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Every year, thousands of people try to give up smoking. When you consider that smoking is both incredibly expensive and hugely detrimental to your health, why wouldn’t you quit? The problem is however that, as habits go, smoking is a difficult one to kick. After all, as soon as you quit, the withdrawal symptoms take hold. Consequently, it’s easy to focus on the absence of cigarettes and lose sight of the long-term benefits of going smoke-free. When it comes to assortment management, businesses face a similar plight!
Like smoking, many business leaders know they are offering products which have a detrimental impact to the financial health of the organisation. However, stubbing these products out is often easier said than done! So what can businesses do to give up bad buying habits and adopt a healthier approach to assortment management?
In the second part of our three-part series focusing on supply chain improvement projects, we explore how you can strategically refine your approach to assortment management.
Through adopting the following 4 simple steps, you will be better positioned to offer your customers the products they want while systematically removing the items put your finances under pressure:
In order to offer your customers a more focused and valuable range, we have put together a simple guide to better assortment management. Complete the form below to and discover how you could improve customer satisfaction while minimising supply chain costs!
As part of your assortment management improvement project, you may find a number of products are no longer worth stocking. The question is: what do you do with these items? How can you remove them from your operation without any painful consequences?
What does your historical demand really mean? Can you explain why demand in a particular period is exceptionally higher or lower that what you had forecasted? More importantly, do you know how best to manage these exceptions?
Historical demand data is a critical source of information for assessing both the performance of a business as well as anticipating future demand. Given that this data will be used by a broad range of departments across the business to determine everything from future purchasing requirements to production plans, it is vital that the demand history is as accurate as possible. However, even if the process for recording retrospective demand is flawless, this raw data alone may not be sufficient to base such critical demand forecasts.
After all, how can you be sure that a shift in demand is the result of “normal” business conditions? What if your sales team were incentivised to push this particular product or what if a customer decided to make a larger order than usual to save on logistics costs? Given that such factors may be totally irrelevant for the purposes of forecasting, should such data be included in the forecasting process? If so, to what extent?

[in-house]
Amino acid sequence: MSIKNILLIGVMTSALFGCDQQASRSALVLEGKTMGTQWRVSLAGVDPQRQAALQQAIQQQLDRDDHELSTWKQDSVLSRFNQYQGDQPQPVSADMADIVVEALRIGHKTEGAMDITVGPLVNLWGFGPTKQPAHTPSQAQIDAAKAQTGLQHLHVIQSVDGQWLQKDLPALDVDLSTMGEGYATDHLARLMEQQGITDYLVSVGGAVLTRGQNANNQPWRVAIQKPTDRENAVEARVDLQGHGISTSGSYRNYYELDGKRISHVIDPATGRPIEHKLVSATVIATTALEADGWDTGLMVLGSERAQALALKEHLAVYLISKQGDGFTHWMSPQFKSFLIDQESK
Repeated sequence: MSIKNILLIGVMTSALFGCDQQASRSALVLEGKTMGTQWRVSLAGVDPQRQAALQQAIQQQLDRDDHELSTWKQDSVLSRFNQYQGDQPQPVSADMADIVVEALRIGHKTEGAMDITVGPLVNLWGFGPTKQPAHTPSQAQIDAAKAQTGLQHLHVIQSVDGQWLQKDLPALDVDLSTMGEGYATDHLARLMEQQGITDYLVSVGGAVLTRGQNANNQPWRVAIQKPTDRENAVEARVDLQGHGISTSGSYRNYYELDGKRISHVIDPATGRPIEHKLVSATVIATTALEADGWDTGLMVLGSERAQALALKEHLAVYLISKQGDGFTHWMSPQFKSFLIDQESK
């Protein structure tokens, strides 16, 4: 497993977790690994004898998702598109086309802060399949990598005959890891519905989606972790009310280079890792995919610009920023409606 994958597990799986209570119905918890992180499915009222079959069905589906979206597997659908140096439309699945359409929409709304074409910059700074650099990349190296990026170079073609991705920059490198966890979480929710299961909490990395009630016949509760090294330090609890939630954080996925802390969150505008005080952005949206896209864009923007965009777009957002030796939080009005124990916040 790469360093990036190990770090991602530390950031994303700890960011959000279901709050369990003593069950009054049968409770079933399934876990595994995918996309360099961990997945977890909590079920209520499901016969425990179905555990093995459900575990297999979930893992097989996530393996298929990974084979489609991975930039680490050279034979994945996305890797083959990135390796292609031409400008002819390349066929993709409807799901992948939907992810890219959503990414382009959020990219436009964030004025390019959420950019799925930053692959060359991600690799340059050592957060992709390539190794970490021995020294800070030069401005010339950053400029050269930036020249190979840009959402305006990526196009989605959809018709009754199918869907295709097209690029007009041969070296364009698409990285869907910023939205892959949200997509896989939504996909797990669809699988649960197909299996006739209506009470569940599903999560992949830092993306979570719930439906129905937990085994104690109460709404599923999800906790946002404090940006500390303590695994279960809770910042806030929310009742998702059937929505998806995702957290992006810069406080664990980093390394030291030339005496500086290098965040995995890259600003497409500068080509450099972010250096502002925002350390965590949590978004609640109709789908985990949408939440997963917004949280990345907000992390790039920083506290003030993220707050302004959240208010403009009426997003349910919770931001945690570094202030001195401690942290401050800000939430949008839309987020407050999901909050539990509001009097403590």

Unless you have a complete understanding of the true causes behind an exception, you cannot be sure how relevant such data will be in determining future demand. Ultimately, without working in collaboration with the wider business, you simply cannot guarantee the reliability of your demand history. Equally, unless you review demand history effectively, how can you be sure that your service levels are appropriate?
Watch out latest instalment of the “5 steps to supply chain success” webinar series as we explore how you can work more effectively with the sales, supply chain, operations and finance team in order to gain a greater understanding of why exceptions in the demand history exist and how you can utilise insights from across the business to manage them. This short recording of the webinar will highlight the steps you can adopt within your organisation to overcome the following challenges:
Every year, China witnesses one of the largest human migrations in the world. As the nation’s workforce down tools and return to their home town’s to enjoy the Chinese New Year celebrations, factories across the country close shop for up to 40 days. Meanwhile, businesses across the rest of the world face a huge amount of supply chain disruption. Given the level of volatility during this time, what can you do to safeguard your operations before, during and after the factory closures?
With extensive lead times of up to several months, importing goods from China can be challenging at the best of times. However, when you consider that you may be left in the dark for over a month during the holiday period and even then, production may still be constrained for a further few weeks, it is vital that steps are taken to minimise the disruption during this time. Failure to do so could result in costly stock outs, missed opportunities and disappointed customers.
Complete the form below to download our infographic and discover how you can help your organisation mitigate disruption before, during and after the Chinese New Year period!
Inspired by Team GB’s triumph over the last few years, it seems more and more of us are getting back on the saddle. Last year alone, we cycled an impressive 3.5 billion miles; 6.3% more than in 2015! However, as Brexit jitters take hold and the Government forges ahead with a major initiative to double the uptake of cycling by 2025, the next few years will be no easy ride for the bicycle industry! To explore the challenges that lie ahead, we have embarked upon an epic tour of the bicycle supply chain.
With so many factors to contend with, what challenges should retailers, wholesalers, and manufacturers prioritise in order to keep up with the huge anticipated growth in the industry?
As part our epic tour around the bicycle industry, we have identified the biggest hurdles that businesses across the bicycle supply chain must overcome in order to stay ahead of the pack. From managing inventory across a growing number of channels to responding to ever-more demanding customer expectations, in order to endure the challenges that lie ahead, businesses must strive to ensure their operations are as efficient and effective as possible.